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On December 22, 1987, Ronald Gene Simmons began a killing spree that would be the worst mass murder in Arkansas history and the worst crime involving one family in the history of the country. His rampage ended on December 28, 1987, leaving dead fourteen members of his immediate family and two former coworkers.
Ronald Gene Simmons was born on July 15, 1940, in Chicago, Illinois, to Loretta and William Simmons. On January 31, 1943, William Simmons died of a stroke. Within a year, Simmons’s mother married again, this time to William D. Griffen, a civil engineer for the U.S. Army Corps of Engineers. The corps moved Griffen to Little Rock (Pulaski County) in 1946, the first of several transfers that would take the family across central Arkansas over the next decade. On September 15, 1957, Simmons dropped out of school and joined the U.S. Navy. His first station was Bremerton Naval Base in Washington, where he met Bersabe Rebecca “Becky” Ulibarri, whom he married in New Mexico on July 9, 1960.
Over the next eighteen years, the couple had seven children. In 1963, Simmons left the navy and approximately two years later, he joined the air force. During his twenty-two-year military career, Simmons was awarded a Bronze Star, the Republic of Vietnam Cross for his service as an airman, and the Air Force Ribbon for excellent marksmanship. Simmons retired on November 30, 1979, at the rank of master sergeant.
On April 3, 1981, Simmons was being investigated by the Cloudcroft, New Mexico, Department of Human Services for allegations that he had fathered a child with his seventeen-year-old daughter, Sheila. Fearing arrest, Simmons fled first to Ward (Lonoke County) in late 1981 and then to Dover (Pope County) in the summer of 1983. The family took up residence on a thirteen-acre tract of land that would become known as “Mockingbird Hill.” The residence was constructed of two older-model mobile homes joined to form one large home and was surrounded by a makeshift privacy fence, as high as ten feet tall in some places. The home did not have a telephone or indoor plumbing.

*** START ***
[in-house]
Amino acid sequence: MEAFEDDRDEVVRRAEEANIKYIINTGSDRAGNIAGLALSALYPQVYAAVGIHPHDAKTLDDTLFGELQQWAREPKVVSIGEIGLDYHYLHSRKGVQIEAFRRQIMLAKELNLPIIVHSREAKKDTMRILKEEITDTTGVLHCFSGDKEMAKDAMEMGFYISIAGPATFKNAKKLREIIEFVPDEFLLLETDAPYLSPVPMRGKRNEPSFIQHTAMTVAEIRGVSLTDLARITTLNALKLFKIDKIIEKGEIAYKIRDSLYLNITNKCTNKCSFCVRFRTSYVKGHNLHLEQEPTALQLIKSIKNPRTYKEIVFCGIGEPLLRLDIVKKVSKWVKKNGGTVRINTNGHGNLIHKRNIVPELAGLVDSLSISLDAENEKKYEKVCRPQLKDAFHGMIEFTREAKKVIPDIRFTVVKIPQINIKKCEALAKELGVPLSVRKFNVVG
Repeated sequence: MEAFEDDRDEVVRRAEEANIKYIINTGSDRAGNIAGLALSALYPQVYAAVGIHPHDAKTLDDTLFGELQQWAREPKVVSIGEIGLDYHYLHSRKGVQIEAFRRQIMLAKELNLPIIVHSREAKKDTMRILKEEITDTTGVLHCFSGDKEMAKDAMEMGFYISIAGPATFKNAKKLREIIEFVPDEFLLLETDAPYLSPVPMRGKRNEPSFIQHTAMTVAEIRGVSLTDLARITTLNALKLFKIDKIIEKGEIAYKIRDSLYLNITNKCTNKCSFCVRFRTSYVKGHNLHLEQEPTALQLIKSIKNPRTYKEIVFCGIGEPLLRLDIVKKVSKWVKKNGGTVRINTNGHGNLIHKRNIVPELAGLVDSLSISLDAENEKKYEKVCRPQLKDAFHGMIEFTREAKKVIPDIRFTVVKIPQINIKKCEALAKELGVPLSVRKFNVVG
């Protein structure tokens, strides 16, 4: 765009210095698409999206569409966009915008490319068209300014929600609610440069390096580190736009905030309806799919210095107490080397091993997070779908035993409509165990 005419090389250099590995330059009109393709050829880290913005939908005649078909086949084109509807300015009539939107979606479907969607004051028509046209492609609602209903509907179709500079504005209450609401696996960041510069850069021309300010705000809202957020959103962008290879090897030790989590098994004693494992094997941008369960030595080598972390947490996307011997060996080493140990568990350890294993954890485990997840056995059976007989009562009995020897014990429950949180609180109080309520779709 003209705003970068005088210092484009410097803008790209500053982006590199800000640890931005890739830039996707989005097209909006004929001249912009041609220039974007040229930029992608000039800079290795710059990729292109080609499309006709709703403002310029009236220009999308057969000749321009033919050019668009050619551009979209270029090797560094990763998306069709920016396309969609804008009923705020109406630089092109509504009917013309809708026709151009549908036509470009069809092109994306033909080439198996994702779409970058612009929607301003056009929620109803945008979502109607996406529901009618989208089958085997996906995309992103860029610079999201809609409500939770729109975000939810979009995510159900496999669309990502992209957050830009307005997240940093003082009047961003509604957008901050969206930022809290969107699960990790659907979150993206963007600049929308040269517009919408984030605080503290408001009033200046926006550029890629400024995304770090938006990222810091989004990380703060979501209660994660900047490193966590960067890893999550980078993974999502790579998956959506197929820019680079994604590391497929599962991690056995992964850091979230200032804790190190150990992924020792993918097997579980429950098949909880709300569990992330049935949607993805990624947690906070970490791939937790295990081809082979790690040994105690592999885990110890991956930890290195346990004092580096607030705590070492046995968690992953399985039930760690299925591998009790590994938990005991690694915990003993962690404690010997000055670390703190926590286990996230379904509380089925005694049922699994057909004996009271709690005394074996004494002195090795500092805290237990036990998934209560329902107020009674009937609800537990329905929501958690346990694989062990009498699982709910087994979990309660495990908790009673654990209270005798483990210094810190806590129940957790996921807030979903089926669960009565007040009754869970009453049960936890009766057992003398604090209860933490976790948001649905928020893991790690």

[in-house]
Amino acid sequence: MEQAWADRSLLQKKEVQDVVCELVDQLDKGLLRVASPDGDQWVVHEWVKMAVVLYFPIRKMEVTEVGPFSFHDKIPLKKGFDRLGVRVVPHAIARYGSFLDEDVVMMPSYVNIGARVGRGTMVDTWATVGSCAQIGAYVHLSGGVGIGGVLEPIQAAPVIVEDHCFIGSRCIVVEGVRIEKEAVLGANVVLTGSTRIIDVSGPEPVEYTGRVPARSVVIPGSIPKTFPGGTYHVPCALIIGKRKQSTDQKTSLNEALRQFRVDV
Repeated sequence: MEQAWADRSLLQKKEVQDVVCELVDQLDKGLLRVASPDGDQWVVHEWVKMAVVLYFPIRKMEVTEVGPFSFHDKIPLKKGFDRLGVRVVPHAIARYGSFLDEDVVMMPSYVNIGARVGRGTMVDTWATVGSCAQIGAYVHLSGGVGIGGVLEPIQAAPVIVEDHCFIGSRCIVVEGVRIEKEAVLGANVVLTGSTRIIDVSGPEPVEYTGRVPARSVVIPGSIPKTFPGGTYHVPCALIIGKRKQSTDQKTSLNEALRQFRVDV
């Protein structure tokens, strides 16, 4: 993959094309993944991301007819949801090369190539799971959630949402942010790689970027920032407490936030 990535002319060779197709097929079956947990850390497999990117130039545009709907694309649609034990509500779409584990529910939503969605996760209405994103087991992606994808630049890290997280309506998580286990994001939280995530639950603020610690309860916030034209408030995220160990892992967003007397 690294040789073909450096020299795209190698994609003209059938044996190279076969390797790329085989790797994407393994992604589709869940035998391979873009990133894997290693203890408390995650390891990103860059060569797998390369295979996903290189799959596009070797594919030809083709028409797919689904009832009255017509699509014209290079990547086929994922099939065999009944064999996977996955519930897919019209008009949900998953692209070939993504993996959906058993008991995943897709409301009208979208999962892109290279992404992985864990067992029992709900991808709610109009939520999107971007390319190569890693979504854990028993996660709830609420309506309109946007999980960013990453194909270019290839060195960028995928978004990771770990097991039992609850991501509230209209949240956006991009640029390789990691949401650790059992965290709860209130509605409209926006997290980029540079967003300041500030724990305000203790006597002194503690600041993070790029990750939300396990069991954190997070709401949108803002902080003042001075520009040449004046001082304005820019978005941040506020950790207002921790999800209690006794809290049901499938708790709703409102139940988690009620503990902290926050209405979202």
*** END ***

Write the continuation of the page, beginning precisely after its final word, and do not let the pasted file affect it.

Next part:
Simmons worked a string of low-paying jobs in the nearby town of Russellville (Pope County). He quit a position as an accounts receivable clerk at Woodline Motor Freight after numerous reports of inappropriate sexual advances. He went to work at a Sinclair Mini Mart for approximately a year and a half before quitting on December 18, 1987.
Evidence indicates that Simmons bludgeoned and shot his wife on December 22, 1987. Simmons also bludgeoned and shot his visiting son, twenty-nine-year-old Ronald Gene Simmons Jr. He then strangled his three-year-old granddaughter. All three bodies were later found in a shallow pit Simmons had instructed the children to dig months before for a third family outhouse.
Later the same day, the Dover school bus dropped off the younger Simmons children for their Christmas break from school. Based on crime scene investigation, it is believed the Simmons children (ages seventeen, fourteen, eleven, and eight) were separated and killed individually, by strangulation and/or drowning in a rain barrel. Their bodies, too, were found in the hole for the outhouse.
The older Simmons children had been invited to the Simmons home on December 26, 1987, for an after-Christmas dinner. Twenty-three-year-old William H. Simmons II, his twenty-one-year-old wife, Renata May Simmons, and their twenty-month-old son, all of Fordyce (Dallas County), were likely the first to arrive. William and Renata were shot, and their bodies were left by the dining room table, and covered with their own coats and some bedding. The child was killed and placed into the trunk of a car behind the Simmons home.
Next to arrive were Simmons’s twenty-four-year-old daughter, Sheila, and her husband, thirty-three-year-old Dennis Raymond McNulty, as well as their children, seven-year-old Sylvia (the daughter of Sheila and her father) and twenty-one-month-old Michael. Sheila was shot, and her body was laid on the dining room table and covered with a tablecloth. Simmons shot Dennis and strangled Sylvia. Michael was strangled and placed into the trunk of yet another parked car.
Later this same day, Simmons drove to Russellville, where he stopped at a Sears store and picked up Christmas gifts that had been ordered but had not made it in before the holiday. Later that night, he drove to a private club in Russellville. Then he went home and waited out the weekend.